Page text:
There’s something deeply rewarding about a romance in which two people are forced together by circumstance rather than desire. The journey to love is that much more entertaining. This month, fate intervenes in three delightful romances.

Miss Clio Whitmore has suffered the embarrassment of having an uninterested, faraway fiance for eight years. Tired of being referred to as Miss Wait-More, she goes searching for her intended’s brother to ask him to dissolve the marriage contract. The brother in question is notorious prizefighter Rafe Brandon, who refuses to entertain the idea, instead vowing to plan the most glorious wedding Regency England has ever seen — one that no bride could resist. The unlikely combination of rough-and-tumble Rafe and headstrong Clio is what makes Tessa Dare’s “Say Yes to the Marquess” so entertaining. Dare has a knack for putting heroes in uncomfortable, uproariously funny situations — the wedding-planning scenes are particularly diverting — and when combined with the quiet, passionate moments between Clio and Rafe, this is a near-perfect romance.

With the Valentine’s Day release of “Fifty Shades of Grey,” moviegoers and readers will be clamoring for books similar to the E.L. James juggernaut. Kate Pearce’s “Mastering a Sinner”— the third in her Sinners series — melds edgy, erotic romance with historical fiction for a tremendously sexy read. Alistair Maclean is the secretary of the Sinners Club, a private gentleman’s club designed for heroes and ex-spies for the English crown. His secrets are legion until the female members of the club hire Diana Theale as their secretary. When the two are required to work together, Alistair finds himself in her thrall. The novel flips the dominant-submissive relationship: Diana soon becomes Alistair’s mistress. The slow buildup of trust and passion between these two is not for the faint of heart. Pearce deftly balances eroticism and emotion. Alistair and Diana bear deep, dark scars that drive two compelling subplots and ultimately are healed through love.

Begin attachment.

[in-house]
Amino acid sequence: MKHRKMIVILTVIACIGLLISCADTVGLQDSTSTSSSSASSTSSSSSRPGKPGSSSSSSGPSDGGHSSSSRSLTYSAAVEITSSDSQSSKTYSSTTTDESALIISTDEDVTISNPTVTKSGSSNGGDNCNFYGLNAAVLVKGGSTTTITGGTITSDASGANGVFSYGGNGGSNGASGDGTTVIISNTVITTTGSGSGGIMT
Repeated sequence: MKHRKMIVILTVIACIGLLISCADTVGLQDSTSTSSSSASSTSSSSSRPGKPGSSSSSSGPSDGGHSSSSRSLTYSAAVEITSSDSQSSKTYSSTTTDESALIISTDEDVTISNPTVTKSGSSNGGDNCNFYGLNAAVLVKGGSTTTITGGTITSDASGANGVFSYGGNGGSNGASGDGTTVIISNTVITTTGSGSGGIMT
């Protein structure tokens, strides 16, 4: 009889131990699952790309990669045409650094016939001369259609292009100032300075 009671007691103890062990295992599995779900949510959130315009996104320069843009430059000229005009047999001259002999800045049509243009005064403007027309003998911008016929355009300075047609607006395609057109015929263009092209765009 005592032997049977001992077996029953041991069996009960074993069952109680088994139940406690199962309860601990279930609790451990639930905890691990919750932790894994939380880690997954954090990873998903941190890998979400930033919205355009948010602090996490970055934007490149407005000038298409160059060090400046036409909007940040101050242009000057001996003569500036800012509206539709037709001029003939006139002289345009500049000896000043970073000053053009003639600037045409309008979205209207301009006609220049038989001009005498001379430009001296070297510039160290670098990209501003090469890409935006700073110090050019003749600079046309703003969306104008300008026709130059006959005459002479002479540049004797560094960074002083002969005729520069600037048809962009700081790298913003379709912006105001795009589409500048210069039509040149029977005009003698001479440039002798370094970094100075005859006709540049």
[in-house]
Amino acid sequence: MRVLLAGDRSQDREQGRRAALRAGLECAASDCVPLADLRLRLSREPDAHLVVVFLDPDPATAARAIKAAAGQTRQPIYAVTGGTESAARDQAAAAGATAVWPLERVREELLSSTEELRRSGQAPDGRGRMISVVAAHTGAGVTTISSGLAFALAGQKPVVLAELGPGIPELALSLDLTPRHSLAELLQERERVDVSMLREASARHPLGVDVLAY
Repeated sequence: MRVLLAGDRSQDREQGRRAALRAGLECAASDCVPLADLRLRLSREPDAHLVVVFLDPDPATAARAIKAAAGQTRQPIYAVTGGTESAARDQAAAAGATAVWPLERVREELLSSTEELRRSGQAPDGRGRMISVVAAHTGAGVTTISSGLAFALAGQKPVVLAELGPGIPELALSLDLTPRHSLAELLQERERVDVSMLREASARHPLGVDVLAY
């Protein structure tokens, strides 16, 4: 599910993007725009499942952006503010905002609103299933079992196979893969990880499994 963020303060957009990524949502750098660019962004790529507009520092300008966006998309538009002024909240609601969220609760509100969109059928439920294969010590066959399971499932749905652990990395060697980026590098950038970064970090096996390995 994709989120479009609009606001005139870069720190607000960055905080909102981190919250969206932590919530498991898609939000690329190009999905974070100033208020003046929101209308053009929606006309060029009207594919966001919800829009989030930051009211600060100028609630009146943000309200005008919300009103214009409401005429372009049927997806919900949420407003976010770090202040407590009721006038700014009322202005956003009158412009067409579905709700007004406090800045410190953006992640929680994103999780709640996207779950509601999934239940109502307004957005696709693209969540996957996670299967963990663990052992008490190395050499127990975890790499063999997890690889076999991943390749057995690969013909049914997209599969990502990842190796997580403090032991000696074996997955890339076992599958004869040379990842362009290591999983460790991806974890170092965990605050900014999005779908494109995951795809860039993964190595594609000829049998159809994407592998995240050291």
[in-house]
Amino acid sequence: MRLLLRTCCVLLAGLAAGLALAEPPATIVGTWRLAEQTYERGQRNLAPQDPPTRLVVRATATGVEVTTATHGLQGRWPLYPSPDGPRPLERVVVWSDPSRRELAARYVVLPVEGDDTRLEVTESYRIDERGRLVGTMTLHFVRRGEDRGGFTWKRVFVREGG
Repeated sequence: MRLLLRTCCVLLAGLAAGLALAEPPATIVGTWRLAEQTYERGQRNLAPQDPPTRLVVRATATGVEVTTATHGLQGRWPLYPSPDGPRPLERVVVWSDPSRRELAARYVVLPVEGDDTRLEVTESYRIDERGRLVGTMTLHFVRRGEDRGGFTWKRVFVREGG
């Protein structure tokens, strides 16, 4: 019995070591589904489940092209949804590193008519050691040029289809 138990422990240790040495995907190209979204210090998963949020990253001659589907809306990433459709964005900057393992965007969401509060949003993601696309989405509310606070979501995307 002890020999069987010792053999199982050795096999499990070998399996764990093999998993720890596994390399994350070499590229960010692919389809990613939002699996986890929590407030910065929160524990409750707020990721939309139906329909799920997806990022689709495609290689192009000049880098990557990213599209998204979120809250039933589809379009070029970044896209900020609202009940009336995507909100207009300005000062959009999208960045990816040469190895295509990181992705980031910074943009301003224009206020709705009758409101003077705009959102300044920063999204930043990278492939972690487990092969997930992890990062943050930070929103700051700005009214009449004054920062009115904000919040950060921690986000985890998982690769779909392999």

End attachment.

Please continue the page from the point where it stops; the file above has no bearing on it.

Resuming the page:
On the other end of the romance spectrum, Katie MacAlister’s “The Importance of Being Alice” is a charming romp of a romance, at the heart of which is a misunderstanding resulting in hilarious circumstance. The setup is a classic: When her fiance calls off the wedding with just days to go, Alice decides to take her nonrefundable honeymoon cruise anyway, only to discover that her fiance has offered his ticket to a friend, reclusive writer Elliott Ainslie. Of course, the two are stuck sharing a cabin on the cruise, and soon their frustration with being forced together turns into something else entirely. MacAlister is known for her clever dialogue and charismatic characters, and Elliott and Alice are no different. “I have fallen intensely, intoxicatingly in love with you,” Elliott says at one point. Alice doesn’t go weak in the knees. Instead, she replies, “I like the alliteration of that.” Readers will be sad when this one ends and will wish their friends were as engaging as these two lovers.

MacLean writes historical romance novels. Her most recent is “Never Judge a Lady by Her Cover.”

Say Yes to the Marquess

Tessa Dare

Avon. 384 pp. Paperback, $7.99

Mastering a Sinner

Kate Pearce

Aphrodisia. 288 pp. Paperback, $15

The Importance of Being Alice

Katie MacAlister

Signet. 352 pp. Paperback, $7.99